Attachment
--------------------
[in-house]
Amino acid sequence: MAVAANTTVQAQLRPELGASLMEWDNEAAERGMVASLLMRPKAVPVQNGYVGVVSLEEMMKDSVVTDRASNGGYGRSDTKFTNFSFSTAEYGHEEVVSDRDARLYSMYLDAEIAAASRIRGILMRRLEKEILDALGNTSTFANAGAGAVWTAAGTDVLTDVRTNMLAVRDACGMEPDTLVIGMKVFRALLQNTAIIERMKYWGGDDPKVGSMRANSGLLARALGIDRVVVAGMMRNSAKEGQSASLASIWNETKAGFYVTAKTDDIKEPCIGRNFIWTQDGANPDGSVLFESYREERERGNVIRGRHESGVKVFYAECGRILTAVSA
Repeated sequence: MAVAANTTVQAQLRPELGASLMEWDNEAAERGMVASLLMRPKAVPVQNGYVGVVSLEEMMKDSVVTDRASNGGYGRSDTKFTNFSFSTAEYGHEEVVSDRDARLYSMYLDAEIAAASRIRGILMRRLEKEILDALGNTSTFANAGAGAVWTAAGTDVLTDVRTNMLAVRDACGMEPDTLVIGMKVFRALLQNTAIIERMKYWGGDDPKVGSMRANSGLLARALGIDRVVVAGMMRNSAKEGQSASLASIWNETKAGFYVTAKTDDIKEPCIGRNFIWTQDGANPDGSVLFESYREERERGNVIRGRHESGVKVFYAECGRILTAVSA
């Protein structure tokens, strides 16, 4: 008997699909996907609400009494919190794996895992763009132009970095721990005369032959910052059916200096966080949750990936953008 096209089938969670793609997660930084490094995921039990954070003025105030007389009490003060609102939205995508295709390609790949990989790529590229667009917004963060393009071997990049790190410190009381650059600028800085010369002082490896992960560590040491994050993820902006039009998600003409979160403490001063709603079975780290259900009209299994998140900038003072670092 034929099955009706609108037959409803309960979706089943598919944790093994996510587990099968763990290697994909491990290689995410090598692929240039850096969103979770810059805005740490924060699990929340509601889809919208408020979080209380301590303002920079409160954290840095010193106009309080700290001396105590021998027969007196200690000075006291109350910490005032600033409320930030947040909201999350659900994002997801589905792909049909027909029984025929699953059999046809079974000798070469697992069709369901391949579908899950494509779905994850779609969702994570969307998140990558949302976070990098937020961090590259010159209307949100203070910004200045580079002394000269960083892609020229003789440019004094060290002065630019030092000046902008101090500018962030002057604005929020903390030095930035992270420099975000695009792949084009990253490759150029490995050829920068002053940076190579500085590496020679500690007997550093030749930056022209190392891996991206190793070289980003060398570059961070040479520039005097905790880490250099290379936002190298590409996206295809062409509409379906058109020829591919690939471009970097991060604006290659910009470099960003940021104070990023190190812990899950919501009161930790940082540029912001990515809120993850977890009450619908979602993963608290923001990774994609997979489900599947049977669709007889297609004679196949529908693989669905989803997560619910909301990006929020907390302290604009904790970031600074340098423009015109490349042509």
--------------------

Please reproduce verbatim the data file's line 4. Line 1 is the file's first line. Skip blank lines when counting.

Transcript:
């Protein structure tokens, strides 16, 4: 008997699909996907609400009494919190794996895992763009132009970095721990005369032959910052059916200096966080949750990936953008 096209089938969670793609997660930084490094995921039990954070003025105030007389009490003060609102939205995508295709390609790949990989790529590229667009917004963060393009071997990049790190410190009381650059600028800085010369002082490896992960560590040491994050993820902006039009998600003409979160403490001063709603079975780290259900009209299994998140900038003072670092 034929099955009706609108037959409803309960979706089943598919944790093994996510587990099968763990290697994909491990290689995410090598692929240039850096969103979770810059805005740490924060699990929340509601889809919208408020979080209380301590303002920079409160954290840095010193106009309080700290001396105590021998027969007196200690000075006291109350910490005032600033409320930030947040909201999350659900994002997801589905792909049909027909029984025929699953059999046809079974000798070469697992069709369901391949579908899950494509779905994850779609969702994570969307998140990558949302976070990098937020961090590259010159209307949100203070910004200045580079002394000269960083892609020229003789440019004094060290002065630019030092000046902008101090500018962030002057604005929020903390030095930035992270420099975000695009792949084009990253490759150029490995050829920068002053940076190579500085590496020679500690007997550093030749930056022209190392891996991206190793070289980003060398570059961070040479520039005097905790880490250099290379936002190298590409996206295809062409509409379906058109020829591919690939471009970097991060604006290659910009470099960003940021104070990023190190812990899950919501009161930790940082540029912001990515809120993850977890009450619908979602993963608290923001990774994609997979489900599947049977669709007889297609004679196949529908693989669905989803997560619910909301990006929020907390302290604009904790970031600074340098423009015109490349042509």